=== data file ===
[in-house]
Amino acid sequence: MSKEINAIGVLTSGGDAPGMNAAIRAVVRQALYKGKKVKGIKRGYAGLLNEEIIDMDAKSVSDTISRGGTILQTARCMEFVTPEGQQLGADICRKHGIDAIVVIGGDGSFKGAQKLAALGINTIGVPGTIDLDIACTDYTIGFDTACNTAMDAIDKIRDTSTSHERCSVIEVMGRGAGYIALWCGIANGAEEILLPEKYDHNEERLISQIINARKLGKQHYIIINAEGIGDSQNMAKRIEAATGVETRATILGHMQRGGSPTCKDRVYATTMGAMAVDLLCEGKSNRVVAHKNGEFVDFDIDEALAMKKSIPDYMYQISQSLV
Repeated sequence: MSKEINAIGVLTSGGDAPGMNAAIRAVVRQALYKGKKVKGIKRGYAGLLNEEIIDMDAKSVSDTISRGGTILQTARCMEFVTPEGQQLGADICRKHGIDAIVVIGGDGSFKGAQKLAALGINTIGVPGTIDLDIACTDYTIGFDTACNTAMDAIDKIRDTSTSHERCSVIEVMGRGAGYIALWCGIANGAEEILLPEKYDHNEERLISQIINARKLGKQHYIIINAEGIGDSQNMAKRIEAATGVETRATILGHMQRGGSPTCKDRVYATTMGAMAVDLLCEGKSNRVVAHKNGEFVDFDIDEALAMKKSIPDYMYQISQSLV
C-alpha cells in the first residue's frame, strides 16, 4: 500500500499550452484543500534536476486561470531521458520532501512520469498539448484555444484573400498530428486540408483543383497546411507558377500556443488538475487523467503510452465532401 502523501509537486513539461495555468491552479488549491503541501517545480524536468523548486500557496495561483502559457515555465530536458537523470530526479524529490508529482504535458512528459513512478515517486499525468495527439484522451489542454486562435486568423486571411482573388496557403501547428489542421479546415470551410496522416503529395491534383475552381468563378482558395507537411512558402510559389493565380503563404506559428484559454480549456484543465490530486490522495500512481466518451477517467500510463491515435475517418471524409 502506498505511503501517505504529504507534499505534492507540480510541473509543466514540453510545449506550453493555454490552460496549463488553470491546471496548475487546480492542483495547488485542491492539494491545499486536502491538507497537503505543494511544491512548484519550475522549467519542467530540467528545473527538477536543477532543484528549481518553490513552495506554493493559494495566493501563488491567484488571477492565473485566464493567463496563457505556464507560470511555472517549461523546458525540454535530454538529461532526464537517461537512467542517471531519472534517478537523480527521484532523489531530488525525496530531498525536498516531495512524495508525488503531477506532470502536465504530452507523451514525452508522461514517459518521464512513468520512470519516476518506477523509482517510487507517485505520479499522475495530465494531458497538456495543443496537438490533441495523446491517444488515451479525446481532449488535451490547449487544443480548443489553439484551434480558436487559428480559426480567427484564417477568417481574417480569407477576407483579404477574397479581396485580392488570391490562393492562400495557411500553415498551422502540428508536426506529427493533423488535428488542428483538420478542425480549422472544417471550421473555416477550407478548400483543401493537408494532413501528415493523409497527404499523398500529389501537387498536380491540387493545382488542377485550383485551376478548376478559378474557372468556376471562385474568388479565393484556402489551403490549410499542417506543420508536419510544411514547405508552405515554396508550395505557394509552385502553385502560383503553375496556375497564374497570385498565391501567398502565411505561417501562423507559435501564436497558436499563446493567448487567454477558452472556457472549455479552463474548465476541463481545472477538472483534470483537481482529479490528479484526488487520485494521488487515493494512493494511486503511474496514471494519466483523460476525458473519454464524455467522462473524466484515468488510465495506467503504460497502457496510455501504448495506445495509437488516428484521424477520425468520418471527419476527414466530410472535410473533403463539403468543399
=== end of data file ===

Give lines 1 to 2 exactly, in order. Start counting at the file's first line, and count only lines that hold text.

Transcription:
[in-house]
Amino acid sequence: MSKEINAIGVLTSGGDAPGMNAAIRAVVRQALYKGKKVKGIKRGYAGLLNEEIIDMDAKSVSDTISRGGTILQTARCMEFVTPEGQQLGADICRKHGIDAIVVIGGDGSFKGAQKLAALGINTIGVPGTIDLDIACTDYTIGFDTACNTAMDAIDKIRDTSTSHERCSVIEVMGRGAGYIALWCGIANGAEEILLPEKYDHNEERLISQIINARKLGKQHYIIINAEGIGDSQNMAKRIEAATGVETRATILGHMQRGGSPTCKDRVYATTMGAMAVDLLCEGKSNRVVAHKNGEFVDFDIDEALAMKKSIPDYMYQISQSLV